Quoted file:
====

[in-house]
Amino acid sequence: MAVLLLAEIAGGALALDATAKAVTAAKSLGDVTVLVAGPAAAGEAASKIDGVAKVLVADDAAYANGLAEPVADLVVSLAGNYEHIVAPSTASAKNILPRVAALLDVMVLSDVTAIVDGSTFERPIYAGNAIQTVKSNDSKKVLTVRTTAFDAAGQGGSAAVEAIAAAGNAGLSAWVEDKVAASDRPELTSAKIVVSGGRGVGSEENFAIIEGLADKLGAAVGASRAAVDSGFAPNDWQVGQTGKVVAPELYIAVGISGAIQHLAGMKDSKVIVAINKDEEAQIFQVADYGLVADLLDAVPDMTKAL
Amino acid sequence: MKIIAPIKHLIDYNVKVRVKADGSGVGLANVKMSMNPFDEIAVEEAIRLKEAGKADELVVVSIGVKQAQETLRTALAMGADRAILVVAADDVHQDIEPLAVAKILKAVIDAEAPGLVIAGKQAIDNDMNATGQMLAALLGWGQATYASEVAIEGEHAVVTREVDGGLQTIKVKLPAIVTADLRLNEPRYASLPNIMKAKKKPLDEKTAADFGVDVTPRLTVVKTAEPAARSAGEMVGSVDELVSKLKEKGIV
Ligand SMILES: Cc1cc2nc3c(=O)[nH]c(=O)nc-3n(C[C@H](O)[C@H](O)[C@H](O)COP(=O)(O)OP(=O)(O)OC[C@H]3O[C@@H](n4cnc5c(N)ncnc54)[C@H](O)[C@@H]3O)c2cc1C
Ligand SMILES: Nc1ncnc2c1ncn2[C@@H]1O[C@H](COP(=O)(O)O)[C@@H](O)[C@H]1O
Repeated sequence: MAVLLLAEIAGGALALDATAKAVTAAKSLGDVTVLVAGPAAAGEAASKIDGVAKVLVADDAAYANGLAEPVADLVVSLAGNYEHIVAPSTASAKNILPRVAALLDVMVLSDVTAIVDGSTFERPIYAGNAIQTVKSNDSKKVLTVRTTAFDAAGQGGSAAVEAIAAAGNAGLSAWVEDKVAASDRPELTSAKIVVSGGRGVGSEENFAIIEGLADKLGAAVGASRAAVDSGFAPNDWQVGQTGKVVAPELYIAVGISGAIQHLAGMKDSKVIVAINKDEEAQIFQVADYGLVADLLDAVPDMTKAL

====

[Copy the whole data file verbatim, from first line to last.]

[in-house]
Amino acid sequence: MAVLLLAEIAGGALALDATAKAVTAAKSLGDVTVLVAGPAAAGEAASKIDGVAKVLVADDAAYANGLAEPVADLVVSLAGNYEHIVAPSTASAKNILPRVAALLDVMVLSDVTAIVDGSTFERPIYAGNAIQTVKSNDSKKVLTVRTTAFDAAGQGGSAAVEAIAAAGNAGLSAWVEDKVAASDRPELTSAKIVVSGGRGVGSEENFAIIEGLADKLGAAVGASRAAVDSGFAPNDWQVGQTGKVVAPELYIAVGISGAIQHLAGMKDSKVIVAINKDEEAQIFQVADYGLVADLLDAVPDMTKAL
Amino acid sequence: MKIIAPIKHLIDYNVKVRVKADGSGVGLANVKMSMNPFDEIAVEEAIRLKEAGKADELVVVSIGVKQAQETLRTALAMGADRAILVVAADDVHQDIEPLAVAKILKAVIDAEAPGLVIAGKQAIDNDMNATGQMLAALLGWGQATYASEVAIEGEHAVVTREVDGGLQTIKVKLPAIVTADLRLNEPRYASLPNIMKAKKKPLDEKTAADFGVDVTPRLTVVKTAEPAARSAGEMVGSVDELVSKLKEKGIV
Ligand SMILES: Cc1cc2nc3c(=O)[nH]c(=O)nc-3n(C[C@H](O)[C@H](O)[C@H](O)COP(=O)(O)OP(=O)(O)OC[C@H]3O[C@@H](n4cnc5c(N)ncnc54)[C@H](O)[C@@H]3O)c2cc1C
Ligand SMILES: Nc1ncnc2c1ncn2[C@@H]1O[C@H](COP(=O)(O)O)[C@@H](O)[C@H]1O
Repeated sequence: MAVLLLAEIAGGALALDATAKAVTAAKSLGDVTVLVAGPAAAGEAASKIDGVAKVLVADDAAYANGLAEPVADLVVSLAGNYEHIVAPSTASAKNILPRVAALLDVMVLSDVTAIVDGSTFERPIYAGNAIQTVKSNDSKKVLTVRTTAFDAAGQGGSAAVEAIAAAGNAGLSAWVEDKVAASDRPELTSAKIVVSGGRGVGSEENFAIIEGLADKLGAAVGASRAAVDSGFAPNDWQVGQTGKVVAPELYIAVGISGAIQHLAGMKDSKVIVAINKDEEAQIFQVADYGLVADLLDAVPDMTKAL